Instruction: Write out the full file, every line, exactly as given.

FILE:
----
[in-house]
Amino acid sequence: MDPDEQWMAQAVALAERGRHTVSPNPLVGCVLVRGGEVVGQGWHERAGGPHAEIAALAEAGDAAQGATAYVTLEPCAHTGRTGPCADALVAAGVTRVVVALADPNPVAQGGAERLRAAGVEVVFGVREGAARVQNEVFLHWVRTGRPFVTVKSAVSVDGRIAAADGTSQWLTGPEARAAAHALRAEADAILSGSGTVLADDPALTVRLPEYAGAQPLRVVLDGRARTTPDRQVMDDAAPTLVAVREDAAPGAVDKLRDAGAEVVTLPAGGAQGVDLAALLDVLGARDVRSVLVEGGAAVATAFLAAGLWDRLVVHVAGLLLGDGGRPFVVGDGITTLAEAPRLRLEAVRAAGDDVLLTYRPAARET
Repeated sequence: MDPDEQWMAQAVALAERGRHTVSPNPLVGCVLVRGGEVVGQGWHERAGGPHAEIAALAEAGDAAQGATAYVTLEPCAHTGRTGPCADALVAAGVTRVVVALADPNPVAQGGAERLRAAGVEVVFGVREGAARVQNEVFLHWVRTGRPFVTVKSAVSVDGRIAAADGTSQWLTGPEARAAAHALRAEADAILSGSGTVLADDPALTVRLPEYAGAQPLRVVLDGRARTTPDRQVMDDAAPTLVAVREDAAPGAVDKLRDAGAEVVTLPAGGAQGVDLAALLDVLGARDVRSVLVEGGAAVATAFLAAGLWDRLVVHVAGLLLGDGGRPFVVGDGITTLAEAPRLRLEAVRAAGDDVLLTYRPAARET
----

[in-house]
Amino acid sequence: MDPDEQWMAQAVALAERGRHTVSPNPLVGCVLVRGGEVVGQGWHERAGGPHAEIAALAEAGDAAQGATAYVTLEPCAHTGRTGPCADALVAAGVTRVVVALADPNPVAQGGAERLRAAGVEVVFGVREGAARVQNEVFLHWVRTGRPFVTVKSAVSVDGRIAAADGTSQWLTGPEARAAAHALRAEADAILSGSGTVLADDPALTVRLPEYAGAQPLRVVLDGRARTTPDRQVMDDAAPTLVAVREDAAPGAVDKLRDAGAEVVTLPAGGAQGVDLAALLDVLGARDVRSVLVEGGAAVATAFLAAGLWDRLVVHVAGLLLGDGGRPFVVGDGITTLAEAPRLRLEAVRAAGDDVLLTYRPAARET
Repeated sequence: MDPDEQWMAQAVALAERGRHTVSPNPLVGCVLVRGGEVVGQGWHERAGGPHAEIAALAEAGDAAQGATAYVTLEPCAHTGRTGPCADALVAAGVTRVVVALADPNPVAQGGAERLRAAGVEVVFGVREGAARVQNEVFLHWVRTGRPFVTVKSAVSVDGRIAAADGTSQWLTGPEARAAAHALRAEADAILSGSGTVLADDPALTVRLPEYAGAQPLRVVLDGRARTTPDRQVMDDAAPTLVAVREDAAPGAVDKLRDAGAEVVTLPAGGAQGVDLAALLDVLGARDVRSVLVEGGAAVATAFLAAGLWDRLVVHVAGLLLGDGGRPFVVGDGITTLAEAPRLRLEAVRAAGDDVLLTYRPAARET